Merce Cunningham

Related EAI Public Programs

 
 
SCREEN PLAY:
Moving Image Art
The Sagamore Hotel 1671 Collins Avenue
Miami, Florida

On view during Art Basel Miami Beach
December, 2014 - March, 2015

EAI and The Sagamore Hotel in Miami Beach presented Screen Play: Moving Image Art, a special exhibition of moving image artworks for the public spaces of the hotel during Art Basel Miami Beach. Screen Play, guest curated by Lori Zippay, EAI's Executive Director, brought together video, film, and digital artworks drawn from the EAI collection across six decades. These works highlighted the cross-disciplinary relation of the moving image to other artistic media and forms—performance, photography, painting, drawing, sculpture—while also exploring the distinctive vocabularies of video, film, and digital media. The public encountered artists' moving image works in multiple public spaces of the hotel, as well as a dedicated "EAI TV Channel" for the hotel guest rooms. Screen Play featured moving image works by artists including Michael Bell-Smith, Takeshi Murata, Leslie Thornton, Jacolby Satterwhite, Joan Jonas, Merce Cunningham, Alex Hubbard, Dara Birnbaum, Shana Moulton, Lawrence Weiner, Steina, and John Baldessari.
 
MERCE CUNNINGHAM: ASSEMBLAGE
Screening with introduction by Alastair Macaulay
Electronic Arts Intermix (EAI) 535 West 22nd Street, 5th floor
New York, NY 10011

Wednesday, January 15, 2014, 6:30 pm

EAI partnered with the Merce Cunningham Trust (MCT) to present a screening of Assemblage (1968, 58:03 min), a recently rediscovered lost film by legendary American dancer and choreographer Merce Cunningham. Unseen for decades, Cunningham's lush, kaleidoscopic dance film was reintroduced to the public at EAI in a special screening introduced by Alastair Macaulay, Chief Dance Critic of the New York Times.

A collaboration with director and former dancer Richard Moore, Assemblage features Cunningham dancing with his company in a public happening in San Francisco's Ghirardelli Square in November 1968. Cunningham's riveting performance—conceived from the beginning as a dance staged for the camera—is amplified by Moore's astonishing special effects and a soundtrack by John Cage, David Tudor and Gordon Mumma. Rediscovered after Cunningham's death, Assemblage was transferred from 16mm and colorized by artist and filmmaker Charles Atlas, himself a longtime collaborator of Cunningham's.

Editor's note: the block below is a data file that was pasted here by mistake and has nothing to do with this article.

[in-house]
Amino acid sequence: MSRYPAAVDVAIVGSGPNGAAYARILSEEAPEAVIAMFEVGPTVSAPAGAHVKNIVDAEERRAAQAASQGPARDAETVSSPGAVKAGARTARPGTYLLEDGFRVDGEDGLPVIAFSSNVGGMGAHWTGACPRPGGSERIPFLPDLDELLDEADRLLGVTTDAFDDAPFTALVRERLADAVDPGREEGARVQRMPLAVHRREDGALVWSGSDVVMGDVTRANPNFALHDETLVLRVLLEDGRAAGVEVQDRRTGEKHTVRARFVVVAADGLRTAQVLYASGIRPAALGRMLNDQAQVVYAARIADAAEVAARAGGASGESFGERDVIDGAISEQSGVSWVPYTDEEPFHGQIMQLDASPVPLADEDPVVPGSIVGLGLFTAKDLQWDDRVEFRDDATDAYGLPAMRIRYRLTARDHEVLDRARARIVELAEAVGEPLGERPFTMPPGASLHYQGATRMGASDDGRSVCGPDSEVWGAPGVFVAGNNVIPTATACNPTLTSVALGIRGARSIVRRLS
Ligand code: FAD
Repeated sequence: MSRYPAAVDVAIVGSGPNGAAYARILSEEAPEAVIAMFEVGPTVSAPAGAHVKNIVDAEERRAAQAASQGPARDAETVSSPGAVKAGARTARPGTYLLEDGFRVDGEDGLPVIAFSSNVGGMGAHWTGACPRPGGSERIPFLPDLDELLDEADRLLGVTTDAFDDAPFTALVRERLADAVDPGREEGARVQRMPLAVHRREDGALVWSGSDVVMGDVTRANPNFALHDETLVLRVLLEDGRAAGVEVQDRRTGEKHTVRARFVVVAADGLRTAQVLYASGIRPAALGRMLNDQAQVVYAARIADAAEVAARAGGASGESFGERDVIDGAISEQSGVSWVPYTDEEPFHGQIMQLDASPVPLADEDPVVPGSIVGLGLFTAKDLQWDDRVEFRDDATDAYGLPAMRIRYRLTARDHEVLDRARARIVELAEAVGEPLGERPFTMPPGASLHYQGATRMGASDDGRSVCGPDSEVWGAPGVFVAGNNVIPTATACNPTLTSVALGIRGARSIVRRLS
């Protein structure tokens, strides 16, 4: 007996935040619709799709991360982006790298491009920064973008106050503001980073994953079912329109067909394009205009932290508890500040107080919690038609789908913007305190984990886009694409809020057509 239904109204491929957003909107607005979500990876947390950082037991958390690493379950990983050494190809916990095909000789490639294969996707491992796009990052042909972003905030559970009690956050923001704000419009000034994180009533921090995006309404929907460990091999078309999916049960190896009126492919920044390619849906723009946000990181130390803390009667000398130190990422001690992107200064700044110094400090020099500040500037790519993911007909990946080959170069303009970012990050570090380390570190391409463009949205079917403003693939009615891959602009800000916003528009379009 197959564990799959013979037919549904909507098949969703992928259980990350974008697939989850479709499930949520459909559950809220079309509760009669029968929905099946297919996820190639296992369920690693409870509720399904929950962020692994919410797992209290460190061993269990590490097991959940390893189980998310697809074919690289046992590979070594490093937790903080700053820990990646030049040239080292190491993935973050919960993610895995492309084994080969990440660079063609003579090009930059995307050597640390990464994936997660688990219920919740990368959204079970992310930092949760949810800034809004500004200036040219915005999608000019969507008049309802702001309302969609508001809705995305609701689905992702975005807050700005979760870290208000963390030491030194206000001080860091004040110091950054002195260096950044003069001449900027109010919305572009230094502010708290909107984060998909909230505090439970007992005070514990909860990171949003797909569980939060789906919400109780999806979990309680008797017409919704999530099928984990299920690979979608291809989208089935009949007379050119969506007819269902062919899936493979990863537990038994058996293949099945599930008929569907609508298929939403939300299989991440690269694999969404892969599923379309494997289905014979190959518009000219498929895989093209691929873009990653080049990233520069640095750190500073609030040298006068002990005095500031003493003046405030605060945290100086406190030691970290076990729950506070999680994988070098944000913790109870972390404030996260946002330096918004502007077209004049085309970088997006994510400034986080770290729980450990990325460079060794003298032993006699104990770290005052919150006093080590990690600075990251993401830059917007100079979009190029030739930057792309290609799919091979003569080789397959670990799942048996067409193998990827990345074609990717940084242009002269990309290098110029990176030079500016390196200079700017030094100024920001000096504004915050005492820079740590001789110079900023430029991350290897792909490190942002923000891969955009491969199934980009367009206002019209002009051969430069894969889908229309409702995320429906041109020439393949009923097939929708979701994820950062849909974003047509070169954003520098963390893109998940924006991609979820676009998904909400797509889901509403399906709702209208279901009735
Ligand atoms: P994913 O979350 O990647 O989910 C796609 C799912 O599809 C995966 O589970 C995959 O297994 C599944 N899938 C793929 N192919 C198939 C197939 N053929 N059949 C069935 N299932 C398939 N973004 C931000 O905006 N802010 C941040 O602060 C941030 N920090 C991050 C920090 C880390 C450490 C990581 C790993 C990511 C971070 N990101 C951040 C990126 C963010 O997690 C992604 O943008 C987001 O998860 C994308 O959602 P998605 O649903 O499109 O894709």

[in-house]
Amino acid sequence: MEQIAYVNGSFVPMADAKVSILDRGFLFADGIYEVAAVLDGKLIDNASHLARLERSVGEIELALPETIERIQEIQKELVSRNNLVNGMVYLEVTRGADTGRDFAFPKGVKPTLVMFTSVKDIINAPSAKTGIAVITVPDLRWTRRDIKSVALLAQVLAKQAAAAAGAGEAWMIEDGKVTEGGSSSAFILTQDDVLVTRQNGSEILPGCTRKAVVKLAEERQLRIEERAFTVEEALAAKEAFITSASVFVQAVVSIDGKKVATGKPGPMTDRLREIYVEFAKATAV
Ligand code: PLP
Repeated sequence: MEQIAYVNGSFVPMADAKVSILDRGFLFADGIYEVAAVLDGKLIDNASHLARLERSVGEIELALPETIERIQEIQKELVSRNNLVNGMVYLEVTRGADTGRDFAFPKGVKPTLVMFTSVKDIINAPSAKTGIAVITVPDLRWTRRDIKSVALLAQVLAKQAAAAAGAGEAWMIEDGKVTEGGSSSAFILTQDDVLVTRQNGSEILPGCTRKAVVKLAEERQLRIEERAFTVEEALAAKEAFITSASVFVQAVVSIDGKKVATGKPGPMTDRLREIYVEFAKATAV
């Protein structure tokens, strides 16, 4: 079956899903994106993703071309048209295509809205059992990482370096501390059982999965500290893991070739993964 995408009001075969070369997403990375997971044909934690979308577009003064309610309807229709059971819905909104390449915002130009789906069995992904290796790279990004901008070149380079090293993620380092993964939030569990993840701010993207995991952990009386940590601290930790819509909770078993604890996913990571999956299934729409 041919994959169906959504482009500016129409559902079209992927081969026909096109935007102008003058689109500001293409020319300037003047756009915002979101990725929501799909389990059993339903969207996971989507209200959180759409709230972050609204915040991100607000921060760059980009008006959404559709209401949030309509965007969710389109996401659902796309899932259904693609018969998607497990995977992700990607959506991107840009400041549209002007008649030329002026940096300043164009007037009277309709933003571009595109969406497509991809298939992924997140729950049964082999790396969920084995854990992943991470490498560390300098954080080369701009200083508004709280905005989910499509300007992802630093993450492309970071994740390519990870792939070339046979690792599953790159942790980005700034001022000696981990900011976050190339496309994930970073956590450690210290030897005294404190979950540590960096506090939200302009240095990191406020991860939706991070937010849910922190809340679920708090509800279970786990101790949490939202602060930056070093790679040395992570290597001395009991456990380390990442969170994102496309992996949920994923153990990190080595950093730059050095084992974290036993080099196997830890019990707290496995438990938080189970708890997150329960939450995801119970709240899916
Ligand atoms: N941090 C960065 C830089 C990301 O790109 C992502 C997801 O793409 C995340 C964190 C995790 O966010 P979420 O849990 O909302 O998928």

Image: Merce Cunningham and Dancers in Assemblage (1968)
Photo © James Klosty, courtesy of the Merce Cunningham Trust
 
Merce Cunningham for Camera
EAI Screening @ Migrating Forms Festival
Migrating Forms
at BAM (Brooklyn Academy of Music) Peter Jay Sharp Building
BAM Rose Cinemas
30 Lafayette Avenue
New York, NY 11217

Sunday, December 15, 2013, 2:00 pm

EAI partnered with the Migrating Forms Festival to present a program of works that highlight Merce Cunningham's choreography for camera, featuring his close collaboration with artist and former Cunningham filmmaker-in-residence Charles Atlas, with whom he created a new and influential hybrid art they called "video-dance." The program also included a collaboration with Atlas, Nam June Paik, and Shigeko Kubota, staged for public television. Following the screening, Charles Atlas was in conversation with EAI?s Director of Distribution, Rebecca Cleman.
 
CHARLES ATLAS & MERCE CUNNINGHAM: EXCHANGE
Premiere Screening + Artist Talk
Electronic Arts Intermix (EAI) 535 West 22nd Street, 5th floor New York, NY 10011

Thursday, February 7, 2013
6:30 pm

EAI proudly presented the premiere screening of Exchange (1978/2013, 40:19 min), artist Charles Atlas' newly completed film based on the 1978 dance piece of the same name by legendary dancer/choreographer Merce Cunningham (1919-2009). Atlas—one of the foremost interpreters of dance, theater and performance on video and film—created the new film Exchange from never-before-seen footage that he shot in 1978 and that was only recently rediscovered by the Merce Cunningham Trust (MCT). The film captures a performance of Exchange by Cunningham and his company, with costumes and backdrop designed by Jasper Johns and music by David Tudor. Two of Atlas' earliest short films were screened before Exchange: More Joints (1972), featuring Cunningham's ankle in a starring role; and Nevada (1973), in which dancer and choreographer Douglas Dunn performs. Atlas introduced the screening and spoke about his long collaborative relationship with Cunningham.